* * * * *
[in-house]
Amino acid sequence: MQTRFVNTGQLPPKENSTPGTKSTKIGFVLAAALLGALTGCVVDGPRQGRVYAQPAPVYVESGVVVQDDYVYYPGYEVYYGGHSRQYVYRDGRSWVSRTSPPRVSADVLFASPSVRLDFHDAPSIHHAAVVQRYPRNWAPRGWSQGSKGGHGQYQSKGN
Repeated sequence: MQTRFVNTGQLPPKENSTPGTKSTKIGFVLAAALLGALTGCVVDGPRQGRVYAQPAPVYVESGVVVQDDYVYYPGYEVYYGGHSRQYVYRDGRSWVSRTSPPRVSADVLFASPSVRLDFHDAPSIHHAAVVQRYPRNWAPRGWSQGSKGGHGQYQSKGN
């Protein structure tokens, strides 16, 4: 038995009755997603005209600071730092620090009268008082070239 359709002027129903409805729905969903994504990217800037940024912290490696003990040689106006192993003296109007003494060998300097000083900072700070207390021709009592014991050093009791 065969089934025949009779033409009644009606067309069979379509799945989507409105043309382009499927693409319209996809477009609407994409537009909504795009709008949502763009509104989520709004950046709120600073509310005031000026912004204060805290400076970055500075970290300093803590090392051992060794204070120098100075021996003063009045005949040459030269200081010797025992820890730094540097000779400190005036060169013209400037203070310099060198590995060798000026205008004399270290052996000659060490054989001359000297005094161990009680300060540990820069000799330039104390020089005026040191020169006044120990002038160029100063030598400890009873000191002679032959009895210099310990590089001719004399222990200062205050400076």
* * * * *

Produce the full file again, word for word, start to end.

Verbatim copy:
[in-house]
Amino acid sequence: MQTRFVNTGQLPPKENSTPGTKSTKIGFVLAAALLGALTGCVVDGPRQGRVYAQPAPVYVESGVVVQDDYVYYPGYEVYYGGHSRQYVYRDGRSWVSRTSPPRVSADVLFASPSVRLDFHDAPSIHHAAVVQRYPRNWAPRGWSQGSKGGHGQYQSKGN
Repeated sequence: MQTRFVNTGQLPPKENSTPGTKSTKIGFVLAAALLGALTGCVVDGPRQGRVYAQPAPVYVESGVVVQDDYVYYPGYEVYYGGHSRQYVYRDGRSWVSRTSPPRVSADVLFASPSVRLDFHDAPSIHHAAVVQRYPRNWAPRGWSQGSKGGHGQYQSKGN
């Protein structure tokens, strides 16, 4: 038995009755997603005209600071730092620090009268008082070239 359709002027129903409805729905969903994504990217800037940024912290490696003990040689106006192993003296109007003494060998300097000083900072700070207390021709009592014991050093009791 065969089934025949009779033409009644009606067309069979379509799945989507409105043309382009499927693409319209996809477009609407994409537009909504795009709008949502763009509104989520709004950046709120600073509310005031000026912004204060805290400076970055500075970290300093803590090392051992060794204070120098100075021996003063009045005949040459030269200081010797025992820890730094540097000779400190005036060169013209400037203070310099060198590995060798000026205008004399270290052996000659060490054989001359000297005094161990009680300060540990820069000799330039104390020089005026040191020169006044120990002038160029100063030598400890009873000191002679032959009895210099310990590089001719004399222990200062205050400076």